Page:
There was a distinct pause on the phone. “No matter how many times I hear it, I can never get used to the idea that that's what you guys all called my dad—­Pickles. It seems disrespectful, somehow.”

“Sorry,” I mumbled. “I didn't mean any disrespect. For the guys who called him that, it was almost a term of endearment. How's your mother, by the way?”

Anne Marie sighed. “Mother passed away a month ago. She was in hospice up here in Seattle when news about that old Wellington case was in the papers. I read the articles to her. She was glad to know that somebody finally solved it. She said that was a case that haunted Daddy until the day he died.”

“I'm sorry to hear about your mother,” I said. “I wish I had known.”

“You and my dad were partners a long time ago,” Anne Marie said. “Mom remarried twice after Daddy died. The first guy was a loser who didn't hang around long. The second one, Dan, was great. He died two years ago. Mom took his name, Lawson, when they married, so it's not surprising that you wouldn't have gotten word about her death.”

Anne Marie had given me a graceful out. Still, I couldn't help feeling remiss, as if I had been deliberately neglectful. A part of me was glad Anna Gurkey—­clearly Anne Marie was her mother's namesake—­had known about our finally solving the long cold Monica Wellington case before she died. That case was a loose end left hanging that Pickles and I had dragged around between us the whole time we worked together. Obviously, in the intervening years since Pickles's funeral, Anna Gurkey's life had continued just as mine had, with some good and some bad. Hers was over now, and I regretted that I hadn't made any effort to see her before she died.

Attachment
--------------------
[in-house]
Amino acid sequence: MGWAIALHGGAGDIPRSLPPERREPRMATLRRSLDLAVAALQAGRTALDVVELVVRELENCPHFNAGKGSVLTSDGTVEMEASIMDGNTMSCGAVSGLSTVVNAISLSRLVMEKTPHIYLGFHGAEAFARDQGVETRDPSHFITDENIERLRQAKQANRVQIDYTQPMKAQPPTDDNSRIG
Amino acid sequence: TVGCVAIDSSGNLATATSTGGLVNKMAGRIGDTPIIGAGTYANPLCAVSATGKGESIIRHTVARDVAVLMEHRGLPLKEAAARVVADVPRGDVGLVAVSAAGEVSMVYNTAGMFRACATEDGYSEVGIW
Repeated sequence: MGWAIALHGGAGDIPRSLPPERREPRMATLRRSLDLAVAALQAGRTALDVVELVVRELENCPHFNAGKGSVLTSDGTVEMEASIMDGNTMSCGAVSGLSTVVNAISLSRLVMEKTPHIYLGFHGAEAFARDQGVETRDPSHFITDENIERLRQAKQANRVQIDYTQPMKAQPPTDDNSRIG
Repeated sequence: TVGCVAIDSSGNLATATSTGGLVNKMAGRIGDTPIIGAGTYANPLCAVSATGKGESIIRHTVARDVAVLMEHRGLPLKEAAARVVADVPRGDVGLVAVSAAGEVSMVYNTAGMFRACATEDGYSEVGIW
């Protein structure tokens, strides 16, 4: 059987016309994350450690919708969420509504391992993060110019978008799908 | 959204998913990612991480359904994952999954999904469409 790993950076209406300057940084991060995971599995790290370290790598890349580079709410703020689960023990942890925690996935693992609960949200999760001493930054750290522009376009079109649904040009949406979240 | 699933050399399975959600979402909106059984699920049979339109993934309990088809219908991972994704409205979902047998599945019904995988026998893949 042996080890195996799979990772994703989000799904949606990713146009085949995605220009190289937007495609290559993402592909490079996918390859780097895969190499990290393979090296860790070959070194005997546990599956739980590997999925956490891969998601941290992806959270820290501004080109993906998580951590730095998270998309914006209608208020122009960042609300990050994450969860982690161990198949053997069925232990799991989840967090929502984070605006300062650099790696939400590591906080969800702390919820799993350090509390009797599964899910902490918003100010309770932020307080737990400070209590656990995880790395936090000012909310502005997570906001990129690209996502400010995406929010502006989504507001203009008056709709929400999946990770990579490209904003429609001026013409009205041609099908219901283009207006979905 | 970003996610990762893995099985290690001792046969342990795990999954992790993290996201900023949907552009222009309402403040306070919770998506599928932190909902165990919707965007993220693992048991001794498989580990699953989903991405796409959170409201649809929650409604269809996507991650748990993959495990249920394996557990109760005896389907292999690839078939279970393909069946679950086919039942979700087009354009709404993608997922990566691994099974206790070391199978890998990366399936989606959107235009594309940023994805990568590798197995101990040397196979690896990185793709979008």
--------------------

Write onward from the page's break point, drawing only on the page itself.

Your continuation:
“Anyway,” Anne Marie continued, resuming her story, “I was here for several weeks while Mom was in hospice. Once she was gone, I had to go home and get caught up on things in Portland. That's where we . . .” She paused, seemed to catch herself, before going on with the story. “That's where I live now,” she corrected. “I just left everything in Mother's house as is because I was at the end of my rope. I had expended every bit of energy I could muster, and I simply couldn't face sorting through all that crap by myself. I'm an only child, you see. At the time she died, Mom was still living in the house she and Daddy bought when they first got married, the one I was raised in.

“My mother wasn't a hoarder by any means,” Anne Marie said, rushing on, “but she didn't throw much away. So I've spent all of Christmas vacation up here sorting through the house, getting ready for an estate sale that I'm planning on holding when the weather clears up in the spring. I'm on my way back to Portland now. I want to be back home before all the drunks hit the streets. The thing is, I found something down in the basement in a cedar chest that I thought you might want to see. I don't know where you are in the city, but I'd be happy to drop it off on my way south.”

Pickles and Anna had lived at the north end of Ballard in an area called Blue Ridge. Depending on which route Anne Marie was going to take, she'd be within blocks of my Belltown Terrace condo on her way to I-­5 and back out of town.

“I'm at Second and Broad,” I said. “In downtown Seattle. You're welcome to stop by to visit.”

“I was going to head out right away,” she said. “I really don't have much time.”

“How about at least stopping long enough for a cup of coffee, then?” I suggested.

“You're sure it's no trouble?”

“We have a machine. It's just a matter of pushing the button.”

“All right then,” she agreed.